10% Human

 In May 2018 I will be installing work for the Science Rendezvous, Toronto!
An iteration of Wonderlandish.
This version of Wonderlandish will be comprised of glass sculptures depicting Human interactions with various flora and fauna microbiota. Entering into Wonderlandish visitors will see artistic renderings of scientific data depicting life-size versions of the organisms mentioned above. A live, VR component will allow visitors to interact with microbiota on display.
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Spirillum Bacteria Cells of a marine spirillum bacteria stained with Cyber Green and viewed at 1,000x magnification under a light microscope. Courtesy of http://www.biology101.org

Users are depicted as their microbial self

Users interact with other microbial organisms; plant, animal, air pollution, etc.

We are literally writhing with microbes. The air is full of microbes- good and bad.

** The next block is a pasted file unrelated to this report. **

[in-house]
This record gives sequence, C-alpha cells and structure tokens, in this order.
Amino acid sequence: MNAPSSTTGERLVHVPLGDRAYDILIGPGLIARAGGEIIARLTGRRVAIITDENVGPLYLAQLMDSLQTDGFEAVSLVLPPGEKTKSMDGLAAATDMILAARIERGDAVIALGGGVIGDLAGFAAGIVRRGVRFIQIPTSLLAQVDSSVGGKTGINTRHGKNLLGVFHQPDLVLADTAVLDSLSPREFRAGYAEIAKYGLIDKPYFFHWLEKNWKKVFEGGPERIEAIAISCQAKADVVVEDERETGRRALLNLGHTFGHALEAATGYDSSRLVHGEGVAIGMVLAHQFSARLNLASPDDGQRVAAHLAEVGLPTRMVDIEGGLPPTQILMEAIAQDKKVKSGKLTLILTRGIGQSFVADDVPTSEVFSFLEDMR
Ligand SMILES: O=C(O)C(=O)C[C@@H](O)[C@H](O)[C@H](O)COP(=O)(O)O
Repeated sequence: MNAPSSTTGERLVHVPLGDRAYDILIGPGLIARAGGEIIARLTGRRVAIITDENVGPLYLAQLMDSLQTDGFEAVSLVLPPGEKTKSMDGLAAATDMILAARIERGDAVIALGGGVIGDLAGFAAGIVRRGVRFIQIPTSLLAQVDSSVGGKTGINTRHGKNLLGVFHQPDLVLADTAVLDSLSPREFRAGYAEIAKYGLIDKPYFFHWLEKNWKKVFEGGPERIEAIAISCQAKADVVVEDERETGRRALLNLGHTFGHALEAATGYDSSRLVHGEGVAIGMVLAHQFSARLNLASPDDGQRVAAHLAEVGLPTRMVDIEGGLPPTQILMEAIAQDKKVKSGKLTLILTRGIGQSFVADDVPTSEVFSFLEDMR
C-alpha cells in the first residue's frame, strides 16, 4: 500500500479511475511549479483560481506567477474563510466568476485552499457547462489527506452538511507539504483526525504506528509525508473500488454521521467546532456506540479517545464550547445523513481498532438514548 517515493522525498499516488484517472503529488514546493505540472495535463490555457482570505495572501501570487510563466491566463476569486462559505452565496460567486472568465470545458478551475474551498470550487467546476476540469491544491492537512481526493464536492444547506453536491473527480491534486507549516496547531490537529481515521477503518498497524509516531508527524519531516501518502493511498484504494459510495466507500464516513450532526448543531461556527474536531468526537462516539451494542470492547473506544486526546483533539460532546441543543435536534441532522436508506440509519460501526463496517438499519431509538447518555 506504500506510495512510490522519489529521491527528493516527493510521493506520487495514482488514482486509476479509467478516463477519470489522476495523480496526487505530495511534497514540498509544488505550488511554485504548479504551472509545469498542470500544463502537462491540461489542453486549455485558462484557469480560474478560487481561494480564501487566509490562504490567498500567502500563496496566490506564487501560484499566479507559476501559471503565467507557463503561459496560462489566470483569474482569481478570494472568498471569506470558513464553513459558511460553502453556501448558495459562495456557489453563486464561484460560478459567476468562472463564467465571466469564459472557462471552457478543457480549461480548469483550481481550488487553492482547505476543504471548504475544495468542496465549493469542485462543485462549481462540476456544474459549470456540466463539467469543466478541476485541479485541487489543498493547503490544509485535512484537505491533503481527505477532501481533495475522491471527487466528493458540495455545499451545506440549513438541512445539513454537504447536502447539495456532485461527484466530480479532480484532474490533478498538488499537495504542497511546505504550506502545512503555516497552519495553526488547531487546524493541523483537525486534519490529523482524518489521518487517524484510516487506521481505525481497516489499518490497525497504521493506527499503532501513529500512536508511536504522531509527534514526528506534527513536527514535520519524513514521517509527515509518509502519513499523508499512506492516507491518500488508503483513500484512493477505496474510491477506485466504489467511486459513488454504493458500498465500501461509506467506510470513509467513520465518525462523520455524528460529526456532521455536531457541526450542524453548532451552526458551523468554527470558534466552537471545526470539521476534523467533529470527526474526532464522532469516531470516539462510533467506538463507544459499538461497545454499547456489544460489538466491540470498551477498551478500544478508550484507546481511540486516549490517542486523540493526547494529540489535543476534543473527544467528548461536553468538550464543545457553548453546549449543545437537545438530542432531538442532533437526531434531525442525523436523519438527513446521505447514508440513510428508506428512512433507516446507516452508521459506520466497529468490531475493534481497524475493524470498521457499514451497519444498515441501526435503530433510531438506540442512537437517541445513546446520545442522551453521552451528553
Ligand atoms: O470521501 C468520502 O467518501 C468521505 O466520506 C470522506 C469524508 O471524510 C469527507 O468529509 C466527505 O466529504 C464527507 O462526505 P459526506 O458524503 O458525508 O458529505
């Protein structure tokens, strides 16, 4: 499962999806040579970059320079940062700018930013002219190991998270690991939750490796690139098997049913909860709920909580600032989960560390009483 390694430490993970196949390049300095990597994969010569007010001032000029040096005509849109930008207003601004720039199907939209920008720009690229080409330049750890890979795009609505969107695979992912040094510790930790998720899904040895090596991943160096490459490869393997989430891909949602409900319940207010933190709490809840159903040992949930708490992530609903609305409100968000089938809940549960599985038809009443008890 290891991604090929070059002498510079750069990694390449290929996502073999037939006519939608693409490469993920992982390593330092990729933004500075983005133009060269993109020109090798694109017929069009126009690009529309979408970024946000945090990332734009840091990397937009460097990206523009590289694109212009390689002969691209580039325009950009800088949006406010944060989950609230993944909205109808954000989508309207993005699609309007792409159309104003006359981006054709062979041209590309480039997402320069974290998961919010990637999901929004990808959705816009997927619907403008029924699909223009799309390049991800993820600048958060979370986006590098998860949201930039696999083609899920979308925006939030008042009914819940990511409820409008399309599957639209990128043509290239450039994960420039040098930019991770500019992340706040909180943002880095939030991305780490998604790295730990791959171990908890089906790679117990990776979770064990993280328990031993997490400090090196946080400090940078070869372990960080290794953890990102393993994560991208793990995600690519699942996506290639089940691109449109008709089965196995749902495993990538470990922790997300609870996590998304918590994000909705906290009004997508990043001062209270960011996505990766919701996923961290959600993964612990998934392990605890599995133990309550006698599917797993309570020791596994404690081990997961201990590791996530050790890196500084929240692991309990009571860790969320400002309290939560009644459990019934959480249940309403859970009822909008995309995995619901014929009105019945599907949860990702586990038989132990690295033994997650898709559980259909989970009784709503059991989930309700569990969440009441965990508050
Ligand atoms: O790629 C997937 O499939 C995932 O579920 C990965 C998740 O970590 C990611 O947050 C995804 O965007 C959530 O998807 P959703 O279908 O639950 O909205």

The concept is to bring the invisible into view. What we mediate or cannot see and what we cannot hear.

I imagine the experience as very organic.   All of it makes me consider how connected we are with our environment yet, how human beings* seemingly strive to distance themselves from this reality. So much so that we are now in peril of destroying the shared environment.

I conjecture that since we are apparently *only 10% human (what does that even mean?) That we are transferring and transforming microbial clouds. Perhaps held together by frequencies on a sub atomic level, in order to experience this existence (life) the Human aspect has chosen to mediate these layers of reality…?

“Image courtesy of the Lewis Lab at Northeastern University. Image created by Anthony D’Onofrio, William H. Fowle, Eric J. Stewart and Kim Lewis.”

I am working with artist/musician, Andrei Gravelle. Senior technical manager of Tiff Bell Lightbox.

Game developer, Chris Tihor of Ironic Iconic Studios 

and various scientists towards visual representations of various microbiota.

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A natural community of bacteria growing on a single grain of sand. The sand was collected from intertidal sediment on a beach near Boston, MA in September 2008 and imaged using a Scanning Electron Microscope (SEM).  “Image courtesy of the Lewis Lab at Northeastern University. Image created by Anthony D’Onofrio, William H. Fowle, Eric J. Stewart & Kim Lewis.”

 

 

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